We tracked this down to the above ip_vs_deal_with_conntrack() code being called for a CTE which already existed and was already confirmed. Doing this moved the CTE to a different hash chain and broke things.

The only explanation I could come up with is that there is a race in the ip_vs code. The ip_vs code doesn't set up one timer per connection entry. Instead, it uses a kernel timer to do some work every second. I didn't look into this too deeply, but it looked like the following is a possibility.

If the slow-timer code decides that a LVS connection should be expired, there seems to be a window where a packet can arrive and update that connection, meaning that it should no longer be expired. But it is anyway. There are more details; supplied on request. But if somebody who knows the timer code could check whether the above is a possibility, and fix it if so, that would be good.

The workaround detects if the CTE is already confirmed, and deletes it and also drops the packet if so. Higher levels in the stack take care of retransmitting so nothing too drastic goes wrong.

Later, we noticed the workaround being triggered much more often than we'd expect, and it turned out that incoming packets with the SYN and ACK bits both set were being treated as potentially starting new connections, whereas SYN/ACK packets are in fact a response to a connection initiated by the director itself. So we tightened the test to be

((h.th->syn && !h.th->ack) || (iph->protocol != IPPROTO_TCP))

instead of

(h.th->syn || (iph->protocol!=IPPROTO_TCP))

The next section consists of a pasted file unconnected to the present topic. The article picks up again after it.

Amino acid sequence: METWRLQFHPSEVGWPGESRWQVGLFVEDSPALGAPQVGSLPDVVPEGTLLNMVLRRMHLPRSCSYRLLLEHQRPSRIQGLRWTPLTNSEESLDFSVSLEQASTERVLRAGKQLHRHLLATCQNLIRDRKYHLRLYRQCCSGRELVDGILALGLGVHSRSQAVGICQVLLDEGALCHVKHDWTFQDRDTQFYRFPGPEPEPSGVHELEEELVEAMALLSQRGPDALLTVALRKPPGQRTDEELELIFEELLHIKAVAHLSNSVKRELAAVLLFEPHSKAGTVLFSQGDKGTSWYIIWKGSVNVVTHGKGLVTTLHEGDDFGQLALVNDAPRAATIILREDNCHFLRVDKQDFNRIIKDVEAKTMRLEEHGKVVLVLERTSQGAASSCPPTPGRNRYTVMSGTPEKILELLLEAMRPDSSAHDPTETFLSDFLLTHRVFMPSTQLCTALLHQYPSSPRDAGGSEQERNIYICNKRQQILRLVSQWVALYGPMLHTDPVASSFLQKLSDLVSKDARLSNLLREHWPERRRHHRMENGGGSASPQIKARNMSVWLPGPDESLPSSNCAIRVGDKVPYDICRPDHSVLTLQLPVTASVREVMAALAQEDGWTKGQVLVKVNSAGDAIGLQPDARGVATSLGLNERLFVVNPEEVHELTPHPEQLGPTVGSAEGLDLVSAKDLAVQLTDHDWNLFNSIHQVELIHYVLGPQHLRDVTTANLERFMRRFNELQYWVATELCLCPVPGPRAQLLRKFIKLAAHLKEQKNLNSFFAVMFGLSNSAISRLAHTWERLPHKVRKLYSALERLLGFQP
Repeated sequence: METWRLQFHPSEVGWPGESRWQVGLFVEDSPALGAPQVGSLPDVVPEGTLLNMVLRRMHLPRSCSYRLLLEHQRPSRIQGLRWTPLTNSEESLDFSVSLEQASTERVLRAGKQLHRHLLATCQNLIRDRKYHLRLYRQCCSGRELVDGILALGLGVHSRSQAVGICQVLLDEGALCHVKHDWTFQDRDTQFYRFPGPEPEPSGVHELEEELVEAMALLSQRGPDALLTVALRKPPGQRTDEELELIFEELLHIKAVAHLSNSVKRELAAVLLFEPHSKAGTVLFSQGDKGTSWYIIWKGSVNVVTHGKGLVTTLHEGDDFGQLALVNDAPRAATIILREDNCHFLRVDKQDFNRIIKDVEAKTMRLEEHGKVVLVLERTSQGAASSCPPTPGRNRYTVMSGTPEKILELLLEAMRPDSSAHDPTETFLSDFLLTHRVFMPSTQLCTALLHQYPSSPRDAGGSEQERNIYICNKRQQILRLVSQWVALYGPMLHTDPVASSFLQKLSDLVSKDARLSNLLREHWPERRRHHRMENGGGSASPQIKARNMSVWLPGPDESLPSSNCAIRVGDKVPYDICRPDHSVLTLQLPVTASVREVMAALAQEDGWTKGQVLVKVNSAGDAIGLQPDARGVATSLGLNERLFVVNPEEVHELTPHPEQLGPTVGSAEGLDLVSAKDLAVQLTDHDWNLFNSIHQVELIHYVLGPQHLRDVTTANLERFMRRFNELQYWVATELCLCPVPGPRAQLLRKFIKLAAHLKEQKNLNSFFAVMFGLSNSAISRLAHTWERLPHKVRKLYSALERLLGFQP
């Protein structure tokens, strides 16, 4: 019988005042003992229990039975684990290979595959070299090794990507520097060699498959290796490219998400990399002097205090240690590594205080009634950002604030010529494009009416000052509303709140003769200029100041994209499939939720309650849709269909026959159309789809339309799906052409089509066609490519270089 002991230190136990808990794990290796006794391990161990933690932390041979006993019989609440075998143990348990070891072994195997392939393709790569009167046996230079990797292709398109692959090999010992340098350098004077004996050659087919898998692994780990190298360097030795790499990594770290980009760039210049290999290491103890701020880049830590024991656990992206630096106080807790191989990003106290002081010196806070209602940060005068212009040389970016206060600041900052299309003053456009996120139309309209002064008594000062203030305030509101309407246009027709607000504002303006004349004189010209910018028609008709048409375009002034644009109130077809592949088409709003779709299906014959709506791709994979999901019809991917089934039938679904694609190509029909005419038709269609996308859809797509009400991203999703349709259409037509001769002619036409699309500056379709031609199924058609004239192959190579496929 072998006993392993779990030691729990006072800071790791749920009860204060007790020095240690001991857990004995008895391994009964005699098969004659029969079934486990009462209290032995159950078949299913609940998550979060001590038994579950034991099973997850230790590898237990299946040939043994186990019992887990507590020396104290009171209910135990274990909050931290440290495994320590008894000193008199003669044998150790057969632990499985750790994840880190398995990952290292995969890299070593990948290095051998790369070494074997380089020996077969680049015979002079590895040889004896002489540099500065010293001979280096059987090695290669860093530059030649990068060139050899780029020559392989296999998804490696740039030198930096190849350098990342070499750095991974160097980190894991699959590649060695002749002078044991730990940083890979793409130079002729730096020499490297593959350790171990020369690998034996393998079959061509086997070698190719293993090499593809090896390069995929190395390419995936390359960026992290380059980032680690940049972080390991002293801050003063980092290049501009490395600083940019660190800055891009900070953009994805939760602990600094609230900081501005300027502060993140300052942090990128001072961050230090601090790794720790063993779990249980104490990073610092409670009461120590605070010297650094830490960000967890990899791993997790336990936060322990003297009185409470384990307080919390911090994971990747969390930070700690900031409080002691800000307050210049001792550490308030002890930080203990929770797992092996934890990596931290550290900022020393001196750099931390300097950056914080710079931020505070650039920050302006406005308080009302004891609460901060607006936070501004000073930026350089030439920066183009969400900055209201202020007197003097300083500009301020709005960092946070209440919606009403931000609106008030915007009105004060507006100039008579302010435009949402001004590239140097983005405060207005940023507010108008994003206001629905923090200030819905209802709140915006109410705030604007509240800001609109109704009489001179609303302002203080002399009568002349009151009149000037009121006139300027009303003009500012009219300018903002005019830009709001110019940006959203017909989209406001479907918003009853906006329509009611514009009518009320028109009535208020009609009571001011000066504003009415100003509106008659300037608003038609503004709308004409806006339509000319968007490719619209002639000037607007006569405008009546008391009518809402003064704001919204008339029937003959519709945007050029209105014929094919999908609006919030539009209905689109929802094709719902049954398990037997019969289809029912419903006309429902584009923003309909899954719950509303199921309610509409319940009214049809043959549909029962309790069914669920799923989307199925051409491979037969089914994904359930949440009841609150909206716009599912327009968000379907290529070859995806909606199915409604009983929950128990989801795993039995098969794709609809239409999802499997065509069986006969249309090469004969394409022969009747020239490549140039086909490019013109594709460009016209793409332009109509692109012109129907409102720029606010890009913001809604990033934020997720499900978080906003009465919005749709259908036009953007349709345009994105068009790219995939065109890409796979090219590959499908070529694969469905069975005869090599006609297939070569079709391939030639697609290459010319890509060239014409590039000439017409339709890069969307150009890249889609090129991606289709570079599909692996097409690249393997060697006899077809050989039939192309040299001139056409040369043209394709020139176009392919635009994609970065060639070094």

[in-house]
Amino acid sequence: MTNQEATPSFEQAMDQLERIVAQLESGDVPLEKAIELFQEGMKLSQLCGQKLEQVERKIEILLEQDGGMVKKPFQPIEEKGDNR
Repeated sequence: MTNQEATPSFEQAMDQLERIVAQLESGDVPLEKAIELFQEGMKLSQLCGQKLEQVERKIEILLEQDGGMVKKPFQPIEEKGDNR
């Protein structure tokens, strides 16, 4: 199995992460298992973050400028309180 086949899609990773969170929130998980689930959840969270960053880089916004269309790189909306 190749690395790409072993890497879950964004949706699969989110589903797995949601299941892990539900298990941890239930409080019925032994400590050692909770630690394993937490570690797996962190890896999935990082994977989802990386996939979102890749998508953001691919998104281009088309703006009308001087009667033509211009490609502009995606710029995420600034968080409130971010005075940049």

which is how it is in the original LVS code. This doesn't seem to have caused any nasty side effects.

Note that this only happened when an FTP virtual service was configured, because of the code in ip_vs_service_get() which allows a "wild-card" match for incoming FTP data connections. FTP connections

The other main change is to the LVS FTP module. We add code to the two functions ip_vs_ftp_out() and ip_vs_ftp_in(), to deal with passive and active data transfers respectively. The basic idea is the same for both types of transfer.

By keeping an eye on the actual traffic going between the client and the FTP server, we can tell when a data transfer is about to take place. For a passive transfer, the ip_vs_ftp module looks out for the string "227 Entering Passive Mode" followed by the address and port the server will listen on. For an active transfer, the client transmits the "PORT" command followed by the address and port the client will listen on.

Once we have detected that a data transfer is about to take place, we add code to tell Netfilter's connection-tracking code to /expect/ the data connection. Then, packets belonging to the data connection will be labelled "RELATED" and can be allowed by firewall rules. There is an exported function ip_conntrack_expect_related(), which we call. The only difference between the set-up for passive and active transfers is that for passive transfers we don't know the port the client will connect from, so have to specify the source port as "don't care" by means of its mask.

The ip_conntrack_expect_related() function allows us to specify a callback function; we use ip_vs_ftp_expect_callback() (new function in this patch). ip_vs_ftp_expect_callback() works out whether the new connection is for passive or active, modifies the REPLY tuple, and confirms the CTE.